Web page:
The center releases its heat wherever it can. Typical directions of heat release are upward, forming a pre-heating zone for fuel, and downward for cooling by air, and laterally in all directions. Heat moving downwardly moves out from the point of convergence, radially forming a curved conical ember. Heat moving out laterally, moves out radially toward the burning perimeter. Since the burn itself is a source of heat, the opposing movement of heat from the point of convergence and from the burning perimeter, reaches a point of equilibrium, which, in a round burner, is a circle of equilibrium concentric with the burning perimeter.
The distance of a point on the circle of equilibrium from a point on the burning perimeter and the point of convergence of heat is dependant upon the temperature of the point of convergence and that of a point on the burning perimeter. The greater the heat of the coal in relation to a point on the perimeter, the closer the circle of equilibrium will be to the perimeter; conversely, the lower the heat of the coal, the closer will be the position of the circle of equilibrium to the coal.
Heat from any point on the burning perimeter radiated outwardly is determined by the temperature in the zone toward which the heat is moving. Thus, adjacent points on the burning perimeter mutually exclude heat transfer from one another since they are both at the same temperature. Additionally, the higher the temperature of the circle of equilibrium or the closer the circle of equilibrium to the burning perimeter, the less heat will move inward from the burning perimeter and the more heat will move outward from it. The outward release of heat from the burning perimeter warms and rarifies approaching air, thereby depleting the oxygen supply available for combustion.
The proximity of the circle of equilibrium to the burning perimeter, then, is a determinant of the rate of combustion. The temperature of the coal, being a determinant of the circle of equilibrium, is a determinant of the rate of combustion, and a secondary determinant of the rarefaction of approaching air and its percentage supply of oxygen for burning.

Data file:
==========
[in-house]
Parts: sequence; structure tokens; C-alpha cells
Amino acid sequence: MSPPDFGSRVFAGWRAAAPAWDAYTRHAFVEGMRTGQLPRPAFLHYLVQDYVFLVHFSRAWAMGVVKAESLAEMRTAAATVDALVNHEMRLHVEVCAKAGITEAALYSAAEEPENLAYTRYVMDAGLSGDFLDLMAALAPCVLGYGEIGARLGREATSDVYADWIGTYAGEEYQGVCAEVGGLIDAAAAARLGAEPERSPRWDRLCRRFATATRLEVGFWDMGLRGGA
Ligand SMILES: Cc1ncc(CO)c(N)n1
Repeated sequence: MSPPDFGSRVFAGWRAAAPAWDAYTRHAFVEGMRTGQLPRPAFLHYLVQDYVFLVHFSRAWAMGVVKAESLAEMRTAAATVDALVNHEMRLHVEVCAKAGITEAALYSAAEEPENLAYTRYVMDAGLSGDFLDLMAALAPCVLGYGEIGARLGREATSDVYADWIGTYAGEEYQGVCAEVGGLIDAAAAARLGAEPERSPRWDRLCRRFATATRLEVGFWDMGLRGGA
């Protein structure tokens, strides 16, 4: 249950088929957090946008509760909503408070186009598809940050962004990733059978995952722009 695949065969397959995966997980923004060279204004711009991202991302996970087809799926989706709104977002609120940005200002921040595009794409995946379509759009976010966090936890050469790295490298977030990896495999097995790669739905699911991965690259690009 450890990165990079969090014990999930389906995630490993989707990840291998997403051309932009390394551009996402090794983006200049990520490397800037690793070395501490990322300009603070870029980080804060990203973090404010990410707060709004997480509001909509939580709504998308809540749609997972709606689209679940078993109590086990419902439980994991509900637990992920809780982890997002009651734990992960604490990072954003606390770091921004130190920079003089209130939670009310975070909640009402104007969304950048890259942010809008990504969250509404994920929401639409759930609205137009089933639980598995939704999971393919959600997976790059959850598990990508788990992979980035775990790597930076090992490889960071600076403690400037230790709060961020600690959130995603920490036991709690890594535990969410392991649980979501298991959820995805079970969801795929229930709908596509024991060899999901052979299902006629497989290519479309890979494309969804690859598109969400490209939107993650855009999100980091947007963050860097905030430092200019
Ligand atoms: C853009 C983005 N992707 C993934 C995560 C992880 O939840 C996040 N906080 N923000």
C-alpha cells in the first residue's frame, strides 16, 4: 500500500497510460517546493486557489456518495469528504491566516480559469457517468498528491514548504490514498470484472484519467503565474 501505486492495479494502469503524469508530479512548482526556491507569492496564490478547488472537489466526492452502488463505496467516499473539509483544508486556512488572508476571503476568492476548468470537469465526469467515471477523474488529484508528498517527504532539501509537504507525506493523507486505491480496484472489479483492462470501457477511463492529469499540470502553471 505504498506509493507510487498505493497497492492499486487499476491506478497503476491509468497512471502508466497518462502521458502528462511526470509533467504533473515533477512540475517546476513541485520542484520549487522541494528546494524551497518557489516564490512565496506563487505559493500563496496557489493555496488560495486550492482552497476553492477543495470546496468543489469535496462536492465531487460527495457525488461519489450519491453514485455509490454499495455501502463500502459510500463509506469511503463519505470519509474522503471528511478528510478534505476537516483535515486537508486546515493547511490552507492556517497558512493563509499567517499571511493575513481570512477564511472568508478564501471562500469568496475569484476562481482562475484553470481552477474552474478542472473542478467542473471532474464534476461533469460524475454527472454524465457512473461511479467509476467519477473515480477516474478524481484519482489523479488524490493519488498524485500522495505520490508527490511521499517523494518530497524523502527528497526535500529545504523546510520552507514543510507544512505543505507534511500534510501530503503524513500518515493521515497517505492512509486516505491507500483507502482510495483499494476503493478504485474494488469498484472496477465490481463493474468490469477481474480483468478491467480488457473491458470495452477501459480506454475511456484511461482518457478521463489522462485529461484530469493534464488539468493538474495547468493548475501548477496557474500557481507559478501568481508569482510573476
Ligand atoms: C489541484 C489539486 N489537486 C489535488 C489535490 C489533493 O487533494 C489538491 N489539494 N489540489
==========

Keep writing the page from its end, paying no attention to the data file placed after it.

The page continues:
In all of the above, cigarettes behave as typical circular solid (as opposed to hollow) combustion systems. While the cigarette tobacco smolders, side stream smoke shows heat being released to air; while below the burn, the glowing ember maintains a constant length as the burn moves backward along the fuel. The constant length of the glowing ember is an indication of the existence of equilibrium between heat produced and heat released during the smolder.
During smolder, both heat produced by burning and heat removed by ambient air at the face of the ember, proceed at atmospheric pressure in ambient air. The rate of heat removal from the coal determines the temperature of the coal and the proximity of the circle of equilibrium to the burning perimeter, and in turn the rarefaction of approaching air by the heat of the burn, and therefore the rate of burning. By itself, therefore, a cigarette smoldering arrives at a constant rate of burning, and this is in equilibrium with the rate of cooling.